A regular part of the life of a priest is getting invited to people’s homes for meals. It is a great way to get to know our parishioners better and a way for us priests to “be shepherds with the smell of the sheep,” as Pope Francis likes to say. Inevitably, when invited out, the host will ask if there is anything I am allergic to or anything I don’t like. I always give the same answer: “I have no food allergies, but I do not like cod, peas, or dessert.”
But recently I was serving lunches at the local Union Gospel Mission when I got the duty of dishing out another food that I get disgusted by: cottage cheese. I find cottage cheese particularly gross and would actually rather have a full meal of peas and cod than even a half serving of the half-curdled milk.
The crazy thing is that when I was serving it, it was a hit among the clientele! They loved it. And it made me wonder: Why is it that some people love what I am disgusted by? It is the same taste and the same texture, so why should there be such opposite reactions to the same reality?
I have a great love for Johnny Cash. I am certain he sings better than the angels in heaven, and yet there are so many people who do not like his music at all. They are the same sound waves that travel through the air to our ears, so how can there be such different reactions to the same reality?
My least favorite subject in school was always math, yet some people live for math and make a living out of it.
Is it simply different strokes for different folks? Not always.
God speaks to us through our likes and dislikes. St. Thomas Aquinas teaches that God speaks to us through our well-ordered desires. If what we are drawn to is well-ordered and not sinful, then God communicates through that.
Here is another crazy example in my own life. Anyone even remotely familiar with me knows that I have a passion for any historical object that has to do with the popes and saints. It is an admittedly unique desire, but because it is well-ordered (I think), this desire of mine has been a great tool in evangelizing thousands of people.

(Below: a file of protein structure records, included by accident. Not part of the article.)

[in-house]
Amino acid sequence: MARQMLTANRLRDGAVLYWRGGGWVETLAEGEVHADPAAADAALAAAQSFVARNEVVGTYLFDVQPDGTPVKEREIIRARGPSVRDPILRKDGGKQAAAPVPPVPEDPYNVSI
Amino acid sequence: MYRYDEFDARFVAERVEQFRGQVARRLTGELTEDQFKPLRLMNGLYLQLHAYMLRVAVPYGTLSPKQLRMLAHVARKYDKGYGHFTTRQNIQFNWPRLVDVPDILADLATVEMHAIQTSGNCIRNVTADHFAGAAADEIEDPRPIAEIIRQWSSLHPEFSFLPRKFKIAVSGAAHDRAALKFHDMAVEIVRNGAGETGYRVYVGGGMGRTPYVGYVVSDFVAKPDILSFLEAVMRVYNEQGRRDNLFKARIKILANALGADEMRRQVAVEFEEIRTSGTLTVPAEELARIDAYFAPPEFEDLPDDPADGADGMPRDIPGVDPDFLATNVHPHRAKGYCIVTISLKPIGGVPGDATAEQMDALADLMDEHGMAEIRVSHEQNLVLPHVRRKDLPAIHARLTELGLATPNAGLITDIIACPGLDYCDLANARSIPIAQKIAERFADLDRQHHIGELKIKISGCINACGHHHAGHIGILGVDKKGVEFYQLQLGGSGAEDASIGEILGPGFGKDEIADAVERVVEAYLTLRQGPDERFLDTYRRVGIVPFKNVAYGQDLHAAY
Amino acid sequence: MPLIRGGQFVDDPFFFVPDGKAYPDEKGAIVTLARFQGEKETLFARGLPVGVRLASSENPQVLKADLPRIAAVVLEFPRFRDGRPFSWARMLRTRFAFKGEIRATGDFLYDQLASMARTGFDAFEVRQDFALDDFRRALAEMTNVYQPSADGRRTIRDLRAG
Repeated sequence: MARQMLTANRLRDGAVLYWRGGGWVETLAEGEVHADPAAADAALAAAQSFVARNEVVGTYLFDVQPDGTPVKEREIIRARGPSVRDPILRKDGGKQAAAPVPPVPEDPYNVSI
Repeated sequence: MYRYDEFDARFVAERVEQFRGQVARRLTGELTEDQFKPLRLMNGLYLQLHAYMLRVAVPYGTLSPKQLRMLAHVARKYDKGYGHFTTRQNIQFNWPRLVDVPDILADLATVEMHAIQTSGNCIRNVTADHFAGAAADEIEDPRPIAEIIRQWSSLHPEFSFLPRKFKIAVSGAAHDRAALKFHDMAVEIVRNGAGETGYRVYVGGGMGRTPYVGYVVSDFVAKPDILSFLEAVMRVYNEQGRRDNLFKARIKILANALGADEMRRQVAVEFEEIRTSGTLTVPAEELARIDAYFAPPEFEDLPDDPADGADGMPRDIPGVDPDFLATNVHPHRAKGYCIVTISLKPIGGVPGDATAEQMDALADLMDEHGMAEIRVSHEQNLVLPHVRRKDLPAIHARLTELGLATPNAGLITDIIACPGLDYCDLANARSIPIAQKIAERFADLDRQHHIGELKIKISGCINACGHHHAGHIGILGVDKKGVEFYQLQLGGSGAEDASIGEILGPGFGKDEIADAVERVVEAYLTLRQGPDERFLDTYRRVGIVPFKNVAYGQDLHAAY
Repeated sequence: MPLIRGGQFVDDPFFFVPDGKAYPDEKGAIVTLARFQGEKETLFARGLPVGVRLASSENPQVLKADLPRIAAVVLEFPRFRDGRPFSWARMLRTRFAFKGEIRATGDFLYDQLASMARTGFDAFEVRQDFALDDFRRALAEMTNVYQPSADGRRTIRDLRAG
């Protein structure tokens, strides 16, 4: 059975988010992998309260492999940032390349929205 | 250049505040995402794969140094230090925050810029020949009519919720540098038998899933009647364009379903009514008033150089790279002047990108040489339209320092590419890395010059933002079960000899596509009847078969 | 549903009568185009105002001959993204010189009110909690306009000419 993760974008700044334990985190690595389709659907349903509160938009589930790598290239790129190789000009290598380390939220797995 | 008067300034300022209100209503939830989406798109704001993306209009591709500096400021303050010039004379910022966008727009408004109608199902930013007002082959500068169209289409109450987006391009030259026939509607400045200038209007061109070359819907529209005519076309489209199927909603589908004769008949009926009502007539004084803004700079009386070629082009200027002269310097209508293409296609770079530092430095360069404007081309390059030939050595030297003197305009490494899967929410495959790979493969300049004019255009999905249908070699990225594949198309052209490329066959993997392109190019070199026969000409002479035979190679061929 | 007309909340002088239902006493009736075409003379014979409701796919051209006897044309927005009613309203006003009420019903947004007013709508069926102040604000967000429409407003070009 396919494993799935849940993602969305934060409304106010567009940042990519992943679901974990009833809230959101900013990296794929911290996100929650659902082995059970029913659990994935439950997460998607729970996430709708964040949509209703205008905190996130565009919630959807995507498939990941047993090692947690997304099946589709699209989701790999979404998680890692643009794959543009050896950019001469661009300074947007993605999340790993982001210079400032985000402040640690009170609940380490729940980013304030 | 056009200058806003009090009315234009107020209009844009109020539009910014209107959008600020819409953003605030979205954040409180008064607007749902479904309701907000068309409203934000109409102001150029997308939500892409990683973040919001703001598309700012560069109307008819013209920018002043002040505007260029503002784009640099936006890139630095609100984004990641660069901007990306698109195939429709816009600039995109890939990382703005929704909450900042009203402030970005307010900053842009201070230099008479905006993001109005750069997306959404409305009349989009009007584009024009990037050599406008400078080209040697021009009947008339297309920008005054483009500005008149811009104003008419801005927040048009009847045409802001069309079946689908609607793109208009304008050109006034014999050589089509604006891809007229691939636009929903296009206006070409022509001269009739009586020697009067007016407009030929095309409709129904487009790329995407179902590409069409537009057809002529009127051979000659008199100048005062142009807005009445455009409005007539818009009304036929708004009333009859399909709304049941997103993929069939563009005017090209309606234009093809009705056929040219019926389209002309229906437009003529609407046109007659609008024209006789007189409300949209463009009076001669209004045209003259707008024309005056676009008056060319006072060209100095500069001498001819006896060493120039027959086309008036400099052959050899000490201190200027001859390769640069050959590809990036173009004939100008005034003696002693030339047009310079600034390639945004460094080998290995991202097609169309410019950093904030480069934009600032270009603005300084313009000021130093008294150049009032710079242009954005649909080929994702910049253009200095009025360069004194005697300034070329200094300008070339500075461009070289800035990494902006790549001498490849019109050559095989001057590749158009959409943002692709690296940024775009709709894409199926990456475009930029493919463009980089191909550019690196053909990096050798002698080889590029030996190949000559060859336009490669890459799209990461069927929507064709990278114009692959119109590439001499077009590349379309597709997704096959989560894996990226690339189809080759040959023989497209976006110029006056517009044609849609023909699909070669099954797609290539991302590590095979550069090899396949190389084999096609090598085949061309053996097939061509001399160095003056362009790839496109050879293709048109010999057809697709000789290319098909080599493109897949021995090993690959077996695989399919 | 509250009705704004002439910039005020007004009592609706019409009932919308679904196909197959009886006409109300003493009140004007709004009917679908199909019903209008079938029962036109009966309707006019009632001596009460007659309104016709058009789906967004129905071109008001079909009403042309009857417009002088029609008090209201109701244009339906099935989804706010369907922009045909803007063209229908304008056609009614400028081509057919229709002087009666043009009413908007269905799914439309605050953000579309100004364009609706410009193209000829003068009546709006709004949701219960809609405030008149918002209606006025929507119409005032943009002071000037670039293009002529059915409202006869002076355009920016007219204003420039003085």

A nobler example of this is St. Mother Teresa. God put in her a desire to serve the poorest of the poor. She served these people in conditions that most people would find reprehensible, yet it was her greatest desire. Closer to home, young Joseph Buh, while growing up in Slovenia, had a burning desire to come to the United States and spread the Gospel of Christ. He became Monsignor Buh, the patriarch of the Diocese of Duluth, and did immeasurable good in our own local area, all because he followed his well-ordered desire.
God gives us these desires for the good of our neighbor. If we cooperate with God, there is no telling the good that comes from these desires.
Let’s put this in a biblical framework. One of the most familiar lines in the entire Bible is when Jesus said to his first Apostles, “Follow me and I will make you fishers of men.” Notice the words “I will make you,” meaning it is Christ’s action. The apostles are not initiating the action, it is Christ who is making them the fishers of men. In response to this, they desire to follow him as a well-ordered desire.
This reality is a big deal when it comes to young people discerning their vocation in life — what it is God is calling them to do in life. I look back at my own time of discernment as a particularly difficult time. I had a desire and interest in the priesthood, but also a very strong interest in another career field. Those two desires seemed to do battle in my mind, but if that was not enough, I had the greatest desire for a wife and family. (As an aside, when I speak to young guys about the possibility of the priesthood, very often they say they like girls too much to be a priest. At that I roll my eyes and ask them if they think I didn’t like girls.)
Discernment was difficult for me, as it is for many people discerning some form of religious life, but for me it was more than a question of marriage vs. priesthood, it was also a question of two different career fields which I was greatly drawn to. All options were good options, but which was the most well-ordered desire in my case? That was the trick for my discernment.
One aspect of this that is important to observe is that God wants us to be happy not only in the next life but in this life as well. He inspires and uses our desires for the greater good if we are listening and willing to cooperate.
So it may indeed be different strokes for different folks when it comes to taste in music and food, but when it comes to our discerned vocation, we will only find happiness when we figure out what God wants us to do.